ecently in town l1lfl~e«1 Po~t:e~ in conversation with Pamela Marg/es CONTINUED FROM PAGE 16 'It's very seldom that I say " Don't miss this," except by writing in such an enthusiastic way that someone would say, "That is something I must go to," or"That is something I would hate, even though this chap liked it." 'If something is a huge success for the public, that fact should be mentioned, even if I've absolutely hated it. Yet I'm bothered sometimes when I go to Covent Garden, where the ticket prices are so high that audiences have to believe that what they have seen is worth it. You can get huge applause that doesn't seem to be discriminate.' ' We had a Butterfly in London last month directed by film director Anthony Minghella. It was a huge hit. I thought it was a travesty of Puccini's opera, and it dido 't move me at all. It was just a grand show. The baby was a little puppet moved by two puppeteers. It just seemed to destroy the pathos. I think my review was fair. It said it was a smashing show, but dido 't get to grips with the spirit of the opera. ' PORTER HAS BEEN a notably strong advocate for contemporary music. 'The really important composers I've grown up with are Elliott Carter, Hans Werner Henze, Peter Maxwell Davies, Harrison Birtwistle ... Roger Sessions was a voyage of discovery for me when I first came to America.' Thefestschrift published two years ago, Words on Music: Essays in Honour of Andrew Porter on the Occasion of his 75th Birthday, features contributions by prominent scholars, composers and critics. But he is proudest of the tribute from Carter, a four-bar composition, For Andrew. 'I think Carter is the greatest living composer. He writes such emotional music - his Piano Concerto is wonderful drama, filled with passion. ' ' I remember the premiere of Carter's third String Quartet. It was a terrible night in New York, yet Tully Hall was absolutely thronged with people. Carter had the New York Times against him for a long time. The Times said, " It has to be admitted in the end that Carter remains a cipher." That was for the very performance that packed Tully Hall!' ' Yet you could say that same thing against me when I write about, shall I say, moments when John Adams seems to be just too soggy. Younger people love it. I admire the operas rather a lot. But my ears are not young enough or fresh enough to understand this new thing he's bringing. It doesn' t seem to be new - it just seems old.' PORTER HAS ALWAYS BEEN a passionate advocate of period instruments. 'There's something about the sound of original instruments that is very communicative. I love Furtwangler's performances, although no-one would think they Victor Micallef as Tamino, Virginia Hatfield as Pamina and Alain Coulombe as Sarastro in Porters COC Flute. were in authentic, historical style. They were just great interpretations. And of course I want to hear Alfred Brendel play Beethoven on a modern piano. But I also love the sound of the instrument Beethoven wrote for. I'm not only for one or the other. I' m not an either/or person in that way - I hope - because each has different merits. ' 'Period instruments have now influenced the way that modern orchestras play, so that you get conductors like Charles Mackerras taking certain kinds of timbre, phrasing and lightness learned from using early instruments, and applying them in the correct works. We don't get a Furtwangler or Karajan kind of performance any more. I remember a sublime performance of Bruckner's Eighth in Carnegie Hall with Karajan. It's one of the big performances of one's life. I heard a wonderful Flute in Salzburg conducted by Furtwangler. It was the longest - but it didn 't seem a minute too long. ' Porter is also a famously keen advocate of performing opera in English for English-speaking audiences. His own thirty-five translations are widely performed - Opera Atelier uses his Flute translation. ' In every production you look at your cast, your audience, the number of performances, the hall, then decide specifically in each case which language to use. The quality of the translation available is another factor. For my translation of the Flute I worked all the time to get as close to the sounds of the original as you can get. It's gains and losses. You get the merits of communication in the one, and the sounds of the original language in the oth- ~ er. It's perfectly right for the COC to do the 8 Ring here with an international cast in Ger­ ~ man, and for the English National Opera to ' o do the Ring with a British cast in English. ' · i ' But would you have had this Magic § Flute in German? There's not a great comr c. poser who hasn' t wanted his works to be done in translation. Verdi, Wagner - they wanted the audience to understand what was being said because the music makes sense when you know what it's expressing. It's a word perfectly sung that gives you a sudden pang. Singers nearly all say that the most important thing is to express the words. There was a little moment last night where Miriam Khalil sang the word "joy" in such a way that it produced joy in one's heart. If the word had been in German, it wouldn't have made that kind of particularly thrilling moment. ' 'A director like Peter Hall works so much to get the singers to express the words to the audience. I admire his work all the time, including his Flute. Jonathan Miller produced an Otello in my English translation that was moving. A lot of Verdi 's beautiful sounds were changed, of course, because that always happens in translation, but the directness of what they were saying was superb. People respond to the drama. ' For the future, he says, 'The opera I long to direct is Fidelio. Flute and Fidelio are the two operas closest to me. lfwe had the cast and a theatre small enough that you could hear the spoken dialogue, I' d love to do Fidelio - in English, of course. I'd have to translate it first. ' PUBLICATIONS Words on Music: Essays in Honour of Andrew Porter on the Occasion of his 75th Birthday, edited by David Rosen and Claire Brook; Pendragon Press 2003 Verdi s Macbeth: A Source book, edited by David Rosen and Andrew Porter; Norton 1984 Many of Porter's reviews from his twenty-year stint at The New Yorker were published in five volumes: A Musical Season: A Critic from Abroad in America; Viking Music of Three Seasons 1974-1977; Farrar, Straus, Giroux Music of Three More Seasons 1977-1980; Knopf Musical Events: A Chronicle 1980-1983; Summit Books Musical Events: A Chronicle 1983-1986; Summit Books A number of his thirty-five opera libretto translations are readily available. Hushion House publishes many of them in their series of English National Opera Guides, including Otello, Tristan & Isolde, The Force of Destiny, and Don Carlos. Pendragon Press has published Turk in Italy. Porter's translation ofThe Ring of the Nibelung is published by Norton. Porter has written opera librettos for The Song of Majnun by Bright Sheng (recorded on Delos with Ward Holmquest, conductor) and The Tempest by John Eaton FEBR UA RY 1 - M ARCH 7 2006 WWW.THEWHOLENOTE.COM 59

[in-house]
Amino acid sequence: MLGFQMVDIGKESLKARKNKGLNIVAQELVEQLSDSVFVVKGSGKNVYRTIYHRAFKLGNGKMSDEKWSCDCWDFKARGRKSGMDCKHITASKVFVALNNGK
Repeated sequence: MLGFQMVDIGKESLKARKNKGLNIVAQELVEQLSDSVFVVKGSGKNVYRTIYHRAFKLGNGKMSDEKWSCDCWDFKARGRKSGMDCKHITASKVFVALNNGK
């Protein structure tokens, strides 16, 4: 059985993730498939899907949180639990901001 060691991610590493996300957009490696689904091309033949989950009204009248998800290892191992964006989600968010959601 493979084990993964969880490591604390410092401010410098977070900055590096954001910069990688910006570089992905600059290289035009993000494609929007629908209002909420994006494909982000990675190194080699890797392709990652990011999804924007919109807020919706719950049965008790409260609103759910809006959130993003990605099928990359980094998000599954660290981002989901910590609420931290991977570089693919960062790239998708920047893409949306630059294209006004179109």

Volume 26 (2020- )

Volume 26 Issue 1 - September 2020
Volume 26 Issue 2 - October 2020

Volumes 21-25 (2015-2020)

Volume 25 Issue 9 - July / August 2020
Volume 25 Issue 8 - May / June 2020
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Volume 25 Issue 6 - March 2020
Volume 25 Issue 5 - February 2020
Volume 25 Issue 4 - December 2019 / January 2020
Volume 25 Issue 3 - November 2019
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Volume 24 Issue 8 - May 2019
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Volume 23 Issue 2 - October 2017
Volume 23 Issue 1 - September 2017
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Volume 22 Issue 5 - February 2017
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Volume 21 Issue 1 - September 2015

Volumes 16-20 (2010-2015)

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Volumes 1-5 (1994-2000)